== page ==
Join KIBS/KBOV in recycling your CRV cans and bottles at Manor Market’s Buy-Back Center, and donate the proceeds to Wildcare Eastern Sierra.

 

New Mt. Whitney District Ranger Is A Local

The Inyo National Forest is pleased to welcome Julie Hall, the new District Ranger for the Mt. Whitney Ranger District. 

 Julie has strong ties to the Eastern Sierra. Her father retired from the Inyo National Forest in 1992 as the Forest Recreation Staff Officer and still lives in Bishop. Her family relocated to Bishop with his job and she attended high school here.

 Julie comes from San Bernardino National Forest where she was the District Ranger on the San Jacinto Ranger District, stationed in Idyllwild, CA.

 Julie began her Forest Service career in 1985 as a Youth Conservation Corps employee on the Inyo. She worked as a temporary employee in recreation and visitor information services during college and after graduating. From there, she joined the Inyo full time, enjoying numerous roles, including engineering program manager, civil rights officer, and administrative officer. 

“I’m excited to be back in the Eastern Sierra, continuing my passion for serving the public with the Forest Service,” Julie said. “I feel like I have come home, and I look forward to meeting district residents and stakeholders and working with them for years to come.”

Photo Courtest of Inyo National Forest

1872 Lone Pine Earthquake Sesquicentennial Remembrance

Join the Eastern  California Museum on Saturday, March 26,  from 10:30—11:30 at the Gravesite of the 1872 Lone Pine Earthquake Victims. The State Monument is located on the west side of Highway 395 one mile north of Lone Pine.

150 years ago, the 1872  earthquake that struck the Eastern Sierra impacted lives, property, and landscapes. Hear stories and accounts of this powerful event!

Bring water, dress for the weather, wear sturdy shoes. Park on the west side of Hwy. 395 – look for the parking assistants. The outdoor event with limited seating, Unfortunately, the trail to the gravesite is NOT wheelchair accessible and there is no railing along the steps.

For further information and questions, contact the Eastern California Museum at (760) 878-0258.

Photo Courtesy of Eastern California Museum .

Bishop High JV Mathletes Add Up to First Place

Bishop High’s Jr. Varsity Mathletes are the Champs of the four-school championships.  Their season recently ended with an impressive First Place finish. The JV teams competed in four meets. Bishop took home first in each meet and brought home 22 individual ribbons!

Bishop was #1 with 143 points, Tehachapi #2 with 76 points, Boron #3 with 67 points and Rosamond #4 with 66 points.

The top 15 Mathletes in the league are awarded high honors. 7 out of the top 15 are Bishop players. Congratulations to  #1 in the league Sam Wilson, #2 Ashley Fitt, #3 Elias Downard, #4 Alyssa Buchholz, #5 Cooper Beard, #9 Audrey Cokeley, and #13 Anwyn Benson.

Coach DeeDee Buchholz is very proud! “These kids are incredible! They are so smart and creative in their approach to solving problems. They work great together and enjoy competing, ” she reported.
“I see a very bright future for Bishop Mathletes! I am so impressed!”

We at KIBS/KBOV see a very bright future for our world with these high schoolers from Bishop.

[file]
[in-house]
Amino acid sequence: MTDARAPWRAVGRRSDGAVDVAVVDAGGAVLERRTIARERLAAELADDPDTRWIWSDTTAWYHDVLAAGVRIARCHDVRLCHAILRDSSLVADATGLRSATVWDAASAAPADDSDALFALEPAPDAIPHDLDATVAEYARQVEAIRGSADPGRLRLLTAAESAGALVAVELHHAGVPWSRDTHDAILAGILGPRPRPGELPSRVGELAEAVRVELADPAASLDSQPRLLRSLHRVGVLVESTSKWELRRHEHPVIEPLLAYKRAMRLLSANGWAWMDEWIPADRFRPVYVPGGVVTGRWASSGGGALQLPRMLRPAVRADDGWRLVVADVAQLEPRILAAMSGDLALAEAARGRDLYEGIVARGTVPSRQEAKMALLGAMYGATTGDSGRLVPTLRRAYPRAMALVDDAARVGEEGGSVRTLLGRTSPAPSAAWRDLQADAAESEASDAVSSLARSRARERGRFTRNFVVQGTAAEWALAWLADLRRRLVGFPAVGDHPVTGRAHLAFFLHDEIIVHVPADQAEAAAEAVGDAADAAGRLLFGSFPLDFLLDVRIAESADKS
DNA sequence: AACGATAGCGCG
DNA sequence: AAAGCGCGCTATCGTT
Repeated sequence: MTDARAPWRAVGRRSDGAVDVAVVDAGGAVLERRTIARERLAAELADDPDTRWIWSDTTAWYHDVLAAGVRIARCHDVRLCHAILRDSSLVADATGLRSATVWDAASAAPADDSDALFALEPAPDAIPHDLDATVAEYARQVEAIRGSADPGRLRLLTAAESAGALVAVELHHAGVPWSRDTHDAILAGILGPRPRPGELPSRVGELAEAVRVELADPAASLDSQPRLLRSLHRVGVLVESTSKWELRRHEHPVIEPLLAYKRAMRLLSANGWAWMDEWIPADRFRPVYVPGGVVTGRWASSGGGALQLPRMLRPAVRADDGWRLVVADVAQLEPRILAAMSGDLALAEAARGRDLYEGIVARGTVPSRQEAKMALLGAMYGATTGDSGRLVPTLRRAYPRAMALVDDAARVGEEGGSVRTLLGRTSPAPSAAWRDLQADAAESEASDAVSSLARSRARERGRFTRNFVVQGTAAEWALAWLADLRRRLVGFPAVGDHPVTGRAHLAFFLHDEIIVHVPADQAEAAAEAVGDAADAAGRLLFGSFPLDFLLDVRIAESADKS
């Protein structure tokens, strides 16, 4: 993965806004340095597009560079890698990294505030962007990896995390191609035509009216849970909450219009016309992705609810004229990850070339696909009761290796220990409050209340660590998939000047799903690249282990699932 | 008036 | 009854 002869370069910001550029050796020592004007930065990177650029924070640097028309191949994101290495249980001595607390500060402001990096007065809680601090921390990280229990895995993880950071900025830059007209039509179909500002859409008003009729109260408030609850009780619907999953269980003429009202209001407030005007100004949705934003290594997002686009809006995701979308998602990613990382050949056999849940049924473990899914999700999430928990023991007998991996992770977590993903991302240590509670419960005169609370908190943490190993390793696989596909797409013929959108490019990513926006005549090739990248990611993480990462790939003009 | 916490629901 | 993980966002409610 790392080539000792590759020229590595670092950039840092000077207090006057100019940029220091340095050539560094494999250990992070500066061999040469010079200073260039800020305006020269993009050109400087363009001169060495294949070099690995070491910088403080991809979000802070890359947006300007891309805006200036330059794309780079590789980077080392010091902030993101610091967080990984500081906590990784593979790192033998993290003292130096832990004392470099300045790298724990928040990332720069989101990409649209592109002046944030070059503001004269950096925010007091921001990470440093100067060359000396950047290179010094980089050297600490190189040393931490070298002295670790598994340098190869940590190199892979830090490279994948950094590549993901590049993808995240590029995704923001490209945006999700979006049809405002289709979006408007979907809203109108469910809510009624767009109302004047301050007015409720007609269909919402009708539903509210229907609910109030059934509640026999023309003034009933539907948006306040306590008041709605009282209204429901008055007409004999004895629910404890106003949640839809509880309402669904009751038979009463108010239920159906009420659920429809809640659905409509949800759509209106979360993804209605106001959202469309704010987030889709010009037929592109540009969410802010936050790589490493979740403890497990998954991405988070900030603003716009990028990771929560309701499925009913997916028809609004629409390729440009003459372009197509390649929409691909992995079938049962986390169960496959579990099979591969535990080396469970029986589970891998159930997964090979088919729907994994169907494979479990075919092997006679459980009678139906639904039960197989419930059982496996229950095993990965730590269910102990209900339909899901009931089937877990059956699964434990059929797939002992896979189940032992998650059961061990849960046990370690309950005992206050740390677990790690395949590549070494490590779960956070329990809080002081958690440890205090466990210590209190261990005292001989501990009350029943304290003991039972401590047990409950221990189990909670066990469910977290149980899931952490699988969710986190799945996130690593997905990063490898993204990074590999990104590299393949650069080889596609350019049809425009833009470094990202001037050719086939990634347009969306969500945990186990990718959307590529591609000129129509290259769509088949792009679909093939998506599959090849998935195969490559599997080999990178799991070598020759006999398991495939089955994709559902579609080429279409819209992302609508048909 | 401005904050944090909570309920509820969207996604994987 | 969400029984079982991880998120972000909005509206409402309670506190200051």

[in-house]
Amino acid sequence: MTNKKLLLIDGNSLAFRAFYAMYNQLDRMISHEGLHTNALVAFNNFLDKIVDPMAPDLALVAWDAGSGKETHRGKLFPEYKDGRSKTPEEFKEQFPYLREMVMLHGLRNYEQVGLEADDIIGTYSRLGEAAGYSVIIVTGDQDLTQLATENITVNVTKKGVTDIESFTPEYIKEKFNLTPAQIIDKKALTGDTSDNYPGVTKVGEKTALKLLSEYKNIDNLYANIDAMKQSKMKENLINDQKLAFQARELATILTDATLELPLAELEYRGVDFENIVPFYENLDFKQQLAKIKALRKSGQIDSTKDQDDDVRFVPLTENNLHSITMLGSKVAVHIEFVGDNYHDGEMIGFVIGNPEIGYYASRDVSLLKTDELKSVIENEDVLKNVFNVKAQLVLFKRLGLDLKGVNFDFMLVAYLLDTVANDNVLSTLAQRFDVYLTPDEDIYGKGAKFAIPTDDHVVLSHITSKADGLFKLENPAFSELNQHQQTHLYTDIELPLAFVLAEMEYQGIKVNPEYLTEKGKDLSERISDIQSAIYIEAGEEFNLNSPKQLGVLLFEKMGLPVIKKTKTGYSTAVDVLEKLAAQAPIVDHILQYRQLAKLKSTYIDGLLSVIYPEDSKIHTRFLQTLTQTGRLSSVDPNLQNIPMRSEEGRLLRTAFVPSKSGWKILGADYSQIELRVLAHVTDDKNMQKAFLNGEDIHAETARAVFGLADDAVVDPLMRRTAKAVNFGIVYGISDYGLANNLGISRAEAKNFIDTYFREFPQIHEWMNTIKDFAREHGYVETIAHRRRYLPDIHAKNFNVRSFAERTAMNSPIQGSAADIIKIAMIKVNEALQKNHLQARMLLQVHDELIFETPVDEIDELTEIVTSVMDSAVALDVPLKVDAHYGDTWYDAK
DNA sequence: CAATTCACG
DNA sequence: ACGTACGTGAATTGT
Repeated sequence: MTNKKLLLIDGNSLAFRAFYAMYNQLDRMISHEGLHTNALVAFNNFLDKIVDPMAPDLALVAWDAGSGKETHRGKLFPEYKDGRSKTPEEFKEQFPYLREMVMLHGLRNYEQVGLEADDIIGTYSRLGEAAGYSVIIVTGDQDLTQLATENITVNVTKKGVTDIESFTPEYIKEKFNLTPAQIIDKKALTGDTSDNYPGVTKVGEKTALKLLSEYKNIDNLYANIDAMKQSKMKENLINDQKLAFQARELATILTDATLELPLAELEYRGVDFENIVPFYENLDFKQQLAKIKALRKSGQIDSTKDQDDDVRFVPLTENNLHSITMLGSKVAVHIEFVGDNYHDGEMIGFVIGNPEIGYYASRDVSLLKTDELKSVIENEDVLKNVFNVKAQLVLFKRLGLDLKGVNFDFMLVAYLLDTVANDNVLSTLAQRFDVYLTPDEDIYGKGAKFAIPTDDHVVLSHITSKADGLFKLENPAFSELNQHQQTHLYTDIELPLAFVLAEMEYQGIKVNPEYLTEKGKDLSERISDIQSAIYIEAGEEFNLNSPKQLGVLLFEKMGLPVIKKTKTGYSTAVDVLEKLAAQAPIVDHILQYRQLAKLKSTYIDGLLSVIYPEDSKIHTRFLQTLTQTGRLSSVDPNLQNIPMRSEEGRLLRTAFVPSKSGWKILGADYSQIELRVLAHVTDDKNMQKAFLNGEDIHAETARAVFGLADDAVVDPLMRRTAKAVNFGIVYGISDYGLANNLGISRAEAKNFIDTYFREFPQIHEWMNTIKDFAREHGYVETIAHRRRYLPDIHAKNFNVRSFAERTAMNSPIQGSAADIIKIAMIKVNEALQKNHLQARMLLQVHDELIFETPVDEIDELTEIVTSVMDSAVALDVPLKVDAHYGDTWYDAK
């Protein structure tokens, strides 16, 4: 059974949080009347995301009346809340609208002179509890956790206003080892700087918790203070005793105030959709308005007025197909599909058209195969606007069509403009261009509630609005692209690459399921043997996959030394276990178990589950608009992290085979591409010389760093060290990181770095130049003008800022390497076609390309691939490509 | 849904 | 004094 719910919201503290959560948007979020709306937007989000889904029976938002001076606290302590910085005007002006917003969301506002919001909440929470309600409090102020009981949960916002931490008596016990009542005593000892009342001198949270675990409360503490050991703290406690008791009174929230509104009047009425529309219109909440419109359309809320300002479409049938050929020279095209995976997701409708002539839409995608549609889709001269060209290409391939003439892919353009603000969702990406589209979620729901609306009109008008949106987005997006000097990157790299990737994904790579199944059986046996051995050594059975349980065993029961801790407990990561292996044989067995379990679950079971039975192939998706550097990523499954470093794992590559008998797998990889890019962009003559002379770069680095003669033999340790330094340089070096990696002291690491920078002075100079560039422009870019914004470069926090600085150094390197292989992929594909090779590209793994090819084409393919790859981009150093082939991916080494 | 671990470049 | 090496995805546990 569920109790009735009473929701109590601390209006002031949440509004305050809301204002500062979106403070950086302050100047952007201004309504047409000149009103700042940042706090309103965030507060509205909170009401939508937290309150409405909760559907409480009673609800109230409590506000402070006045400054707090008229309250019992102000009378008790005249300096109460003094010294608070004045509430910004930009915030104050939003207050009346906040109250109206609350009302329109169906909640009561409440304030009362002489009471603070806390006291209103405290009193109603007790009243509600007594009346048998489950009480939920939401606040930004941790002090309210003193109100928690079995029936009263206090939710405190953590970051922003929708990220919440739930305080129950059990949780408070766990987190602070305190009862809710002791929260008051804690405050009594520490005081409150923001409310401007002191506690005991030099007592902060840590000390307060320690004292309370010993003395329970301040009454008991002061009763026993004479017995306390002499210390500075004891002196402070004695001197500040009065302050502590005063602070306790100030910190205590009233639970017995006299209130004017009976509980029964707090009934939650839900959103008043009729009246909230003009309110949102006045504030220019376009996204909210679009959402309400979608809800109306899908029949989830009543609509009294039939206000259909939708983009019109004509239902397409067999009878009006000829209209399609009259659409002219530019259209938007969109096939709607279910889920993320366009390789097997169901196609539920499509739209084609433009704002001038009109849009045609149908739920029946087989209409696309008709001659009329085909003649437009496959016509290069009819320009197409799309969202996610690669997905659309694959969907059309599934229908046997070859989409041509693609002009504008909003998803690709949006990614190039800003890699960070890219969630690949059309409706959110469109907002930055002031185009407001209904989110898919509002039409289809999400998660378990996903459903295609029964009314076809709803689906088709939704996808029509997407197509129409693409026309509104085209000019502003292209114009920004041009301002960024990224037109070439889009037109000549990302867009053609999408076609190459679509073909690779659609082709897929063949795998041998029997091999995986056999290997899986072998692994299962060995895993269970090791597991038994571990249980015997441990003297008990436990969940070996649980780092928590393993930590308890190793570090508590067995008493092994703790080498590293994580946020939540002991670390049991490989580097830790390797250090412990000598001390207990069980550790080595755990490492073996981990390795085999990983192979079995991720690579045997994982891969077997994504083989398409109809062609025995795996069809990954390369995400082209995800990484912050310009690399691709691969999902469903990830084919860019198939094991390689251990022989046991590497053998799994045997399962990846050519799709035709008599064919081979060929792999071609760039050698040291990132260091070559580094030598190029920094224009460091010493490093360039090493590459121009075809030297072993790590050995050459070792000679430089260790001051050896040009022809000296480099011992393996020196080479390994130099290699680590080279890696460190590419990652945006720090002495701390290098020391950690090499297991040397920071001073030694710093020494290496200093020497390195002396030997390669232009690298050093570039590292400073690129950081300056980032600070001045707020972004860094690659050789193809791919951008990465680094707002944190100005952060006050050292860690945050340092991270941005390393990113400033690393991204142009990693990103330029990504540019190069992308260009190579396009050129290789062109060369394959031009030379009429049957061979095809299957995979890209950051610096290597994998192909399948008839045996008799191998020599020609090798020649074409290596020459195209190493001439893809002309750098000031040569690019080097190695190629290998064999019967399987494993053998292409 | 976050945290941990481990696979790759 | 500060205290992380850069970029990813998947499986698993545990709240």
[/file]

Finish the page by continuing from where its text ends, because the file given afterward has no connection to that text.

Bishop High Mathletes at Boran Photo Courtesy of Coach Buchholz

Lucky Winner Might Get Lucky?

Warren Boling of Bishop won the Love Is On The Air Cupid Contest Grand Prize, given away on Valentine’s Day.

The week before, on the Gary Young Morning Show, winners that were the correct caller upon hearing the designated love song of the hour, each won a $25 Gift Certificate to a local restaurant.

Winners were put into the Grand Prize drawing for a romantic night’s stay at Convict Lake Resort and a $125 credit to The Restaurant at Convict Lake.

Listen to the Gary Young Show on KIBS, 6 AM – 10 AM. Our next contest – The Luck of the Irish, runs March 10 – 16.

 

Volunteer Archheology at Manzanar

Manzanar National Historic Site’s award-winning public archeology program is returning with three projects this year. On March 24-29, May 27-31, and September 2-6, volunteers will have the opportunity to assist the National Park Service in uncovering and preserving Manzanar’s Hospital area, the Children’s Village orphanage, and the Administration and Staff Housing area.

Work at the Hospital will include rebuilding a collapsed rock wall, removing brush and dead trees, clearing flood deposits, resetting building footers, and excavating landscaping features.

At Children’s Village, volunteers will rebuild rustic wood fences, expose building footers, and clear brush and downed trees. In the Staff Housing area, volunteers will help with a controlled surface collection of artifacts and making repairs to a soon-to-be returned staff apartment building.

Volunteer positions are available to anyone age 15 and over who is physically able to work outdoors and participate in moderately strenuous activity. Previous archeological experience is helpful, but not necessary. 

For more information or to sign up, please email jeff_burton@nps.gov

Photos Courtesy of the National Park SService

Images of Fire on the Owens

Lead photo, 10:00 PM  Feb. 16, from top of Collins Road, looking south to 3 miles north of Big Pine. Photo by Ken Harrison

Only one hour into the fire, moving quickly south, winds up to 30 MPH. Photo by Gary Young
United Airlines flight arriving from San Francisco glides in through the smoke to Eastern Sierra Regional Airport. Photo by Gary Young
Fire expoldes and it heads quickly down the Owens River. Photo by Gary Young
Flames continue into early Thursday morning (2-17). Photo by CHP Officer Adam Otten
Fire closes three roads leading to the river on Wednesday. Line St., Warm Springs, and Collins Road. Early Thursday AM Hwy 168 was closed. Photo by CHP Officer Adam Otten